The discovery was made by Codelco-Chile in 2000, as a result of a systematic exploration program begun in 1998 in the Chuquicamata district. During that year, all available geologic information was analyzed, a simple district geologic model was assembled, and exploration targets were conceptually evaluated and prioritized. The program was guided by the belief that remaining potential in the district was restricted to covered zones, and the West Fissure paradigm needed to be changed. One of the highest ranked targets was the Pampa Genoveva covered area, where inspection of core from holes drilled by the Chuquicamata division at the beginning of the 1990s, some 3 km north of the eventual Toki discovery, showed subtle but encouraging copper geochemistry and alteration features. An exploration model was generated and quickly tested by drilling reverse- circulation scout holes on a 1-km grid. These holes revealed evidence of porphyry-style alteration-mineralization and high copper contents in two sectors. They were followed-up by more closely spaced holes, resulting in the discovery of the Genoveva deposit by the end of 1999 and the Toki deposit at the end of 2000. Together with Opache, discovered in 1996, the deposits comprise the Toki cluster.

    The geologic setting of the Toki deposit consists of Paleozoic schist and Permian to Triassic volcanic rocks covered by Jurassic to Early Cretaceous marine and terrestrial sedimentary rocks, intruded by Eocene stocks. The older stratified units are folded and faulted, following a dominant north-northeast structural trend. The deposit is completely concealed by 120 to 200 m of Miocene gravel and lacustrine sediment. Plan dimensions of the deposit are 2.5 × 1 km. The tested mineralization has a vertical extent of ~800 m, one-half of which is oxide, mixed oxide-sulfide, and supergene enriched sulfide mineralization, with the other half being a hypogene copper-bearing sulfide zone. The alteration and mineralization events are related to emplacement of a multiphase tonalite porphyry complex hosted by a Permian to Triassic bimodal volcanic sequence and late Eocene equigranular intrusive rocks. Hypogene mineralization is zoned laterally from a core of bornite (-digenite) and chalcopyrite to a zone of chalcopyrite and pyrite. Alteration displays a centrally located, pervasive potassic assemblage related to moderate to intense quartz-K-feldspar veins, grading outward to propylitization. Biotite from the potassic zone yields a K-Ar age of 37.3 ±1.3 Ma. A series of conspicuous northwest-trending D-type veins associated with sericite alteration crosscuts the earlier hypogene sulfide zoning pattern and represents a late hydrothermal event. Sericite from a D vein halo yields a 40Ar-39Ar age of 34.52 ± 0.20 Ma. The supergene profile consists of an upper 100- to 160-m-thick oxide zone (malachite, chrysocolla, atacamite, wad), locally interrupted by leached D veins and parallel faults. This is followed below by irregular, structurally controlled, mixed oxide-sulfide (atacamite-chalcocite), and weakly to moderately enriched chalcocite-covellite zones, between 50 and 200 m thick. Postmineral, northwest-trending faults interrupt the continuity of the mineralized body, which is tilted to the south. At the district scale, the mineralizing events that generated the Toki deposit at ~37 Ma preceded emplacement of the giant Chuquicamata porphyry copper complex, dated between 35 and 31 Ma. Evidence from Toki confirms that this world-class copper district is characterized by several discrete pulses of intrusion and mineralization.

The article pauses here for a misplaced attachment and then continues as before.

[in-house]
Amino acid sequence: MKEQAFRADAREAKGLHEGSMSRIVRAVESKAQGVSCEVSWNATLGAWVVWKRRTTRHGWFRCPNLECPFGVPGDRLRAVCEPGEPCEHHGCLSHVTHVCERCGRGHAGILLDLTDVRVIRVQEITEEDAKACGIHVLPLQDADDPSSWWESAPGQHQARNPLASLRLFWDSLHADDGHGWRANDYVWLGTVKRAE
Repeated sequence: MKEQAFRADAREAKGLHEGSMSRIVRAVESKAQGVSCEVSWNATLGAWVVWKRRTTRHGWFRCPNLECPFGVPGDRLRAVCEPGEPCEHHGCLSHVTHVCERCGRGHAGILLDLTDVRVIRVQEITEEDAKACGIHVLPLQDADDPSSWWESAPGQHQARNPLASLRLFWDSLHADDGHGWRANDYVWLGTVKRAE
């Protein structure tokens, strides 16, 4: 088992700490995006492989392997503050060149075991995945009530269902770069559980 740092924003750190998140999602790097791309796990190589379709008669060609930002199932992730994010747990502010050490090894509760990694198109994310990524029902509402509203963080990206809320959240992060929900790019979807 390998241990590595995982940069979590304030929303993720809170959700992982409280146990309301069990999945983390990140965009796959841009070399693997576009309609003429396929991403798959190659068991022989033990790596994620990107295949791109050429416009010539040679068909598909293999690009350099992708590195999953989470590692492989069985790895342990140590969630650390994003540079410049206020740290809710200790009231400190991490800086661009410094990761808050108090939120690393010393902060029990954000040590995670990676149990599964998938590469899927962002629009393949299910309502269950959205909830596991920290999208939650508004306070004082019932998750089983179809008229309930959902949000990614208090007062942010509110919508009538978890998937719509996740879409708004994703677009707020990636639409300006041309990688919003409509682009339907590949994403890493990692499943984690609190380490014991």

11. Page 213
    Abstract
    Corresponding author: e-mail, jperello@aminerals.cl

    The Cotabambas porphyry copper-gold cluster includes at least four porphyry centers in an area of 5 × 3 km, namely Ccalla, Azulccacca, Huaclle, and Ccarayoc, of which the first two are the best known. The geology of the area is dominated by two large granodiorite and diorite plutons and smaller stocks and dikes of microdiorite and andesite, all of which form part of the middle Eocene to early Oligocene Andahuaylas-Yauri batholith. At Cotabambas, granodiorite (K-Ar age of 39.8 ± 1.5 Ma) intrudes diorite (K-Ar age of 43.2 ± 1.1 Ma) and both, in turn, are intruded by a series of composite, structurally controlled porphyry stocks and dikes of granodioritic to quartz monzodioritic composition associated with porphyry copper-gold mineralization. The main structural features include several intersecting north-northeast- and west-northwest-trending faults, which are interpreted to have controlled the emplacement and architecture of the porphyry centers.

    Most of the copper-gold mineralization at Cotabambas is associated with early-stage potassic alteration, including multiphase, magnetite-rich stockworks with quartz, K-feldspar, biotite, chalcopyrite, and bornite. Apatite and anhydrite are common constituents. An early, copper-bearing potassic-calcic assemblage made up of quartz, K-feldspar, biotite, actinolite, hornblende, diopside-hedenbergite, and magnetite is also preserved locally. Early, biotite-rich alteration from Ccalla yielded a K-Ar age of 35.7 ± 0.9 Ma. These mineral associations are overprinted by greenish-colored, intermediate argillic assemblages dominated by quartz, chlorite, illite, smectite, halloysite, and greenish soapy sericite, which have partially to completely destroyed earlier formed chalcopyrite-bornite associations but have contributed pyrite as disseminated grains and veinlets. These associations are spatially related to a series of inter- to late mineral porphyries.